What's your self-isolation tech plan?

Seems that perhaps the time is coming in the next few weeks where strongly or weakly-enforced self-isolation might be a good and prudent idea. What’s your tech plan?

I telework 95% of the time so as long as the internet is up, no problem with work continuity. I think small businesses and restaurants around here will suffer if people panic and stay away – that’s sad.

The major stores remain open and probably will in some respect, so delivery through Whole Foods and/or Instacart should be no problem for now.

Amazon is Amazon, so there’s that, unless the postal service stops delivering, which has not been mentioned.

Streaming is streaming. So there’s entertainment.

Physically, though I’m in a major city, the immediate area is not heavily populated so there’s plenty of exercise opportunity.

What I’m avoiding – mainly the news feeds and sites. Can’t do anything about the situation, so five minutes a day is enough to consume of the 24-hour dread that seems to preoccupy all media.

Tech wise, the upside is the population is better equipped to continue social and business interactions. That’s also a major downside for the unconnected millions in the U.S., and the other downside is that being connected doesn’t feed the economy much if people stay home for a long time.

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That is exactly what I’m doing.

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It’s going to depend on what my university decides. Our students are on spring break this week. They will be coming back from all over the country/world for class on Monday. I’ve already picked out my outfit.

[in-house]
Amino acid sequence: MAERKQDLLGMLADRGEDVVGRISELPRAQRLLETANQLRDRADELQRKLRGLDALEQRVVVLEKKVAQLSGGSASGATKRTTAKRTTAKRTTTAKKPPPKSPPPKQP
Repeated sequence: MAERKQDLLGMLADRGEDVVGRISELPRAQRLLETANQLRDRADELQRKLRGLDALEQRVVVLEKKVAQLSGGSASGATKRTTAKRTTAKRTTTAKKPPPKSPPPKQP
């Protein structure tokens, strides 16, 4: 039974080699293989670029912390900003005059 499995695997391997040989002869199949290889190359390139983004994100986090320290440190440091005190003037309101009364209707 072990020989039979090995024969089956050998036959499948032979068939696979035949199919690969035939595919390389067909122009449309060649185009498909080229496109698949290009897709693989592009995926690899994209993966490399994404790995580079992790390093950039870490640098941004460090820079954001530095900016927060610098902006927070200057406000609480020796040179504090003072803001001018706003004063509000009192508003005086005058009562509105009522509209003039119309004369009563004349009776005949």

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Also, we make use of Zoom and I’ve been using Google Classroom a lot. So I’ll probably be just fine at home. The kids will WFH via Disney+, I’d imagine.

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Retired, so employment not an issue. As long as services don’t go down and stores stay open. Major threat here is that we are both 70+ but it won’t stop us from leaving the house – just no crowds, no cruises, no airplane travel. Keep in mind that the epicenter in China (Hubei province) has 58.5 million people and 3000 died, or about 1 in 20,000. You have about a 1 in 8000 chance of dying from Influenza each year in the US.

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The mortality rate of COVID-19 is estimated to be an order of magnitude (or more) higher than seasonal flu, plus there are no vaccines or treatments as there are for the seasonal flu.

In this Twitter thread , Liz Specht runs the numbers on how quickly COVID-19 can spread. In that very plausible scenario, a COVID-19 vaccine in 12-18 months will be too little too late for many.

At the moment, all we can do is take precautions to help prevent the spread, as in this Vietnamese (ear worm) video, and:

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Retired so work connections not an issue. Forgoing public events like movies and concerts for at home entertainment. Following sanitation guidelines. Going to the grocery store when it’s not busy.